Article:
163

I am running an ASP.NET 2.0 application in IIS 6.0. I want session timeout to be 60 minutes rather than the default 20 minutes. I have done the following

  1. Set <sessionState timeout="60"></sessionState> in web.config.
  2. Set session timeout to 60 minutes in IIS manager/Web site properties/ASP.NET configuration settings.
  3. Set idle timeout to 60 minutes in application pool properties/performance.

I am still getting a session timeout at 20 minutes. Is there anything else I need to do?

  • 1
    Please provide information on how you measured the 20 minutes. Let's be sure that the 20 minutes is a Session timeout, and not some other kind. – John Saunders Mar 16 '09 at 1:54
  • 11
    Please mark quality answers as accepted by using the checkmark near the upvote/downvote arrows – Brian Webster Jan 18 '13 at 1:59
  • 3
    Eight years later, correct answer still not accepted. – Nathan Dec 12 '17 at 21:52
  • Please clarify what you mean by IIS manager/Web site properties/ASP.NET configuration settings. Step by step what did you change in IIS? – niico Jan 30 '19 at 12:13

15 Answers 15

277

Are you using Forms authentication?

Forms authentication uses it own value for timeout (30 min. by default). A forms authentication timeout will send the user to the login page with the session still active. This may look like the behavior your app gives when session times out making it easy to confuse one with the other.

<system.web>
    <authentication mode="Forms">
          <forms timeout="50"/>
    </authentication>

    <sessionState timeout="60"  />
</system.web>

Setting the forms timeout to something less than the session timeout can give the user a window in which to log back in without losing any session data.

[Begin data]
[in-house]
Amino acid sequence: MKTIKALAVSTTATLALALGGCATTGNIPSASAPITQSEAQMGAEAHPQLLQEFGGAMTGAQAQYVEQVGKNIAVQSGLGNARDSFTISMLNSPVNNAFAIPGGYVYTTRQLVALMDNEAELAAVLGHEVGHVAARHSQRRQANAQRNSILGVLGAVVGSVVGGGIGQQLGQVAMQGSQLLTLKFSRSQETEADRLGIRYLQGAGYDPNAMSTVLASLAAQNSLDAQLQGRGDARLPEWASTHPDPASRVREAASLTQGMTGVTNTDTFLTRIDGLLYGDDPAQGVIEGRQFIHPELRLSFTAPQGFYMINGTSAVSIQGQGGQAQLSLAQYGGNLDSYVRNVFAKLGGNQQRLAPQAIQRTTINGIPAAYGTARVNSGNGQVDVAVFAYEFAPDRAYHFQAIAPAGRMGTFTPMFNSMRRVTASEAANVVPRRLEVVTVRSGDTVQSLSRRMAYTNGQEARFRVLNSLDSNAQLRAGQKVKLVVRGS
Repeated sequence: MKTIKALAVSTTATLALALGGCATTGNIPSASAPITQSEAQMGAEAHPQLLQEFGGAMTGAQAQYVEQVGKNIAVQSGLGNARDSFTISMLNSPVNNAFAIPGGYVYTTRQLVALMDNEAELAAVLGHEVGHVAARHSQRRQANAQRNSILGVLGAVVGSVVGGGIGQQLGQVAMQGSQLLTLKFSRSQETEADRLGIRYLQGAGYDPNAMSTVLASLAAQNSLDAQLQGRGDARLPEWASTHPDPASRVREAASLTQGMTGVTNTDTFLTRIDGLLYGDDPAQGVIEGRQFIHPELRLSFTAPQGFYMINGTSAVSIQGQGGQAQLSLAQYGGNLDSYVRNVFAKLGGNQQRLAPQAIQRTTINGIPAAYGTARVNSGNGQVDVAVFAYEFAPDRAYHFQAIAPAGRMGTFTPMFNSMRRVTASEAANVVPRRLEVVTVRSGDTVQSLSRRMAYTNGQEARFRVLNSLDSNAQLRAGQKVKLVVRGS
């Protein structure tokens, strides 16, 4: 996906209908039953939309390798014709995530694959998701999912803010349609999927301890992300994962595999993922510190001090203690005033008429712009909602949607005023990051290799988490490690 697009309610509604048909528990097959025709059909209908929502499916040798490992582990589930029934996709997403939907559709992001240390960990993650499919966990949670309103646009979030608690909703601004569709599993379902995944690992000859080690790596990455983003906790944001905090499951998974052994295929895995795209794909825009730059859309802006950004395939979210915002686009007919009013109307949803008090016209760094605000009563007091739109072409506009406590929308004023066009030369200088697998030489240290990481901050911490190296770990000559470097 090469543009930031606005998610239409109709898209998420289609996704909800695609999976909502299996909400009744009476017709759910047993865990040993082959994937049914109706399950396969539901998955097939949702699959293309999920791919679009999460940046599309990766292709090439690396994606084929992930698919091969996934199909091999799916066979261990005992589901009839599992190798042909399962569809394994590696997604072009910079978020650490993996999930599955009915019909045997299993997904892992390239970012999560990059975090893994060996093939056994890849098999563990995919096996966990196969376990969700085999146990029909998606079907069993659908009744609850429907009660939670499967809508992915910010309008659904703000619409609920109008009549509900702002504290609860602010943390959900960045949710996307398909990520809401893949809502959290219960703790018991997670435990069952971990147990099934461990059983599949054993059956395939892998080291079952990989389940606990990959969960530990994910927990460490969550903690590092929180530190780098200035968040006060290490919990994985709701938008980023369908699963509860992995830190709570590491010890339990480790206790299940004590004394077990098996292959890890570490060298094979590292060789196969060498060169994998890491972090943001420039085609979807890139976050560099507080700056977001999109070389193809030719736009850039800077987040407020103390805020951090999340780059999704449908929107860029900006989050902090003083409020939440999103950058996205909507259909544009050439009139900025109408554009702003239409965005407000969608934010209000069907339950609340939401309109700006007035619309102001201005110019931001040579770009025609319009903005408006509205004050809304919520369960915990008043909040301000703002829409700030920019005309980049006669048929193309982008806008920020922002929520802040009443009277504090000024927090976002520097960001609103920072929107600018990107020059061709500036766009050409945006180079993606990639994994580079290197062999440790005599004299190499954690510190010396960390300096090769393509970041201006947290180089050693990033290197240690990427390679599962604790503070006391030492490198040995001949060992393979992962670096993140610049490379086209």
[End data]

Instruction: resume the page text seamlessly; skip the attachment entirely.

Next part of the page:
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44

I don't know about web.config or IIS. But I believe that from C# code you can do it like

Session.Timeout = 60; // 60 is number of minutes
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  • 23
    Will this only adjust the timeout of the current session? Or will this adjust the timeout for the whole application? – Johncl Aug 27 '12 at 7:32
  • 2
    Nothing in the documentation indicates that setting Session.Timeout is any different than using web.config or IIS, so I assume it is for the whole application. – Drasive Jul 28 '15 at 10:20
  • I think @Drasive has right, but it must be proved at least by 2 separated connected client to server and check Idle session timeout. – QMaster Mar 28 '17 at 11:53
42

Use the following code block in your web.config file. Here default session time out is 80 mins.

<system.web>
 <sessionState mode="InProc" cookieless="false" timeout="80" />
</system.web>

Use the following link for Session Timeout with popup alert message.

Session Timeout Example

FYI:The above examples is done with devexpress popup control so you need to customize/replace devexpress popup control with normal popup control. If your using devexpress no need to customize